My favorites (in order of appearance):
"The Warmth" - It actually took me several years to really get into this track, mostly because when I was a kid it didn't interest me to do the thing that the lyrics encourage (which is preserving the loving side of oneself despite those whose actions would see it eroded completely.) The chorus is heartwarming and the messsage is powerful, which makes this a very practical song for emotional healing and/or coping. My favorite part is where it suddenly picks-up after the second chorus and you can feel an explosive finish on its way.
"Stellar" - A very basic sort of love song, lyrically speaking. Still, it's definitely a keeper for me. The lyrics may be nothing special, but Enzinger's guitar is absolutely mesmerizing. I think he's using a 2x2-Chorus effect with either a phaser or a flanger (probably the latter) in the clean-tone moments. In some ways the guitar work is pretty basic, but it's still an "intermediate and up" difficulty kind of song to play, and it's fun to listen to it as well. The band definitely knows how to do "spacey" and ethereal sounds well, and it shows here.
"Make Yourself" - Possibly the most status-quo-obliterating song on this album. The lyrics are bold in both a social context, and also the way they're clearly not hiding or trying to sidestep anything of the truth of the matter.
"Drive" - Definitely the most mainstream song on this album (obviously, because it got by far the most of the radio and television play for this album.) It's a straightforward kind of message, basically to think for yourself and do so with honesty and sobriety. I like the "choose water over wine" lyrics. I think it's more than just a simple "choose clear-thinking" statement, due to the comparison of *water* with wine. Due to the role that wine plays in religious ceremonies and also the "turning water into wine" thing, I think that's a semi-veiled dissent of religious influence. It's like saying "don't get caught-up in their dizzying, grandiose paradigm. See things as they *are* instead." I also love Enzinger's acoustic guitar in this song. It sounds bloody gorgeous.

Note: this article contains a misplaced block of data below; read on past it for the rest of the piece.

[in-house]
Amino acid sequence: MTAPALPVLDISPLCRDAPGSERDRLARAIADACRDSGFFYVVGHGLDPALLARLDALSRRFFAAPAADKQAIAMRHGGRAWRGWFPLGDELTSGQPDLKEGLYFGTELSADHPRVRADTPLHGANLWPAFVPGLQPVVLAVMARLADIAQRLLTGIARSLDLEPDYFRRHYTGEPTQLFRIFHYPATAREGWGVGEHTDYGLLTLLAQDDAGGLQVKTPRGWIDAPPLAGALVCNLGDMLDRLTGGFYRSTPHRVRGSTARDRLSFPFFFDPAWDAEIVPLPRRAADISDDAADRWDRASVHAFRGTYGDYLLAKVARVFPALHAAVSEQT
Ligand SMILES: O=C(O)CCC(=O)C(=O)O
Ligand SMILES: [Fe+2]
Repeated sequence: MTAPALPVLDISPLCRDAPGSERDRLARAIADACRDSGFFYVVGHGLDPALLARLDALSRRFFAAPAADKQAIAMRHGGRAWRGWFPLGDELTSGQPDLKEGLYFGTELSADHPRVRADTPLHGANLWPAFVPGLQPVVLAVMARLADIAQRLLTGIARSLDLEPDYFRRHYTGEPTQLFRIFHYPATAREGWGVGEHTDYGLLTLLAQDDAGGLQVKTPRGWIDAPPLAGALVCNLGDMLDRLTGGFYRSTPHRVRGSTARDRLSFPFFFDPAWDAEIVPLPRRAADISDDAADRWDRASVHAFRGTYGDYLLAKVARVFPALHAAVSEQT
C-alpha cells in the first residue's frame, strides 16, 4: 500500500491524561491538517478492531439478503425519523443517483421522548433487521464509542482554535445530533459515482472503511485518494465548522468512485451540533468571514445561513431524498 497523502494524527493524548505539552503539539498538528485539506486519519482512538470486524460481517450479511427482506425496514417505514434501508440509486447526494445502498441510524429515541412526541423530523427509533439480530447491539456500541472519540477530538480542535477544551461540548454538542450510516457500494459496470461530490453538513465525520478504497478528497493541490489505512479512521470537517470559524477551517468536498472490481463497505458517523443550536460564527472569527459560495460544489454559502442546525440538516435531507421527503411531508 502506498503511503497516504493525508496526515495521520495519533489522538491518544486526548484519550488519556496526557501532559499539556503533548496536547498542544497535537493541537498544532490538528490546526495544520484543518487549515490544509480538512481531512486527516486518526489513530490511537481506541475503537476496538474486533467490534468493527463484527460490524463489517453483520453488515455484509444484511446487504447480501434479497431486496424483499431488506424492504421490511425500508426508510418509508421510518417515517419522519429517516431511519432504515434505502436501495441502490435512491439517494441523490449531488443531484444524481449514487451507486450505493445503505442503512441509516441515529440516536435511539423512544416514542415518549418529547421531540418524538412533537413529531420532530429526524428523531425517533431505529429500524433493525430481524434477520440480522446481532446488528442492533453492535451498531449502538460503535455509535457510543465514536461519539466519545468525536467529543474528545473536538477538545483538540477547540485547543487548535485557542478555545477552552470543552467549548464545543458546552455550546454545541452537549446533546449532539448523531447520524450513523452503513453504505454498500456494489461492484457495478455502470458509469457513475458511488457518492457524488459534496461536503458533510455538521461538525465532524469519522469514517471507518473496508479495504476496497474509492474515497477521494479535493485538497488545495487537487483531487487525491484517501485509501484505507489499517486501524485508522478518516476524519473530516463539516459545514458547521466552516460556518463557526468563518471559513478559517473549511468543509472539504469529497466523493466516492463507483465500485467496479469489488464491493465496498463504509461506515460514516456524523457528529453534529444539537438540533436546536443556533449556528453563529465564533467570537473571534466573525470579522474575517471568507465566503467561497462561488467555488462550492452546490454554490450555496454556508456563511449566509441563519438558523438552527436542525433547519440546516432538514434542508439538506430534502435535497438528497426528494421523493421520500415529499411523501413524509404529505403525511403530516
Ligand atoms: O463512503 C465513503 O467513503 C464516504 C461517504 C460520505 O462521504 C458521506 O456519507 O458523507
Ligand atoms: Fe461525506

"I Miss You" - Once again, not outstandingly unique by any means lyrical, but still an excellent song. We've all been there, so it's relatable. The chorus' combination of chords and vocal melody really makes the heart soar, when you "tune-in" to it properly. Even just Enzinger's well-layered guitar work, combining clean riffs seasoned with harmonics, with gently-strummed open chords, is enough to make this song really beautiful.
"Pardon Me" - Another "big social statement" song. Incubus has never been short on these, and this one (as well as its famous acoustic version) is really inspiring. It's a song about waking up, or more specifically the point in one's awakening where the jarring effects of humanity's pettiness have one so fed-up that they realize something's gotta change, and they want no part in the continuation of the socially-accepted madness. This song is rich with guitar effects. I don't envy Enzinger for the amount of footwork he must have to do with the pedals to switch effects on and off as fast as they do in this song's album version, but his sonic experimentation complements Boyd's frank, blunt and inventive lyrics very nicely.
Overall I give this four stars. There'll always be a place in my collection for it. =)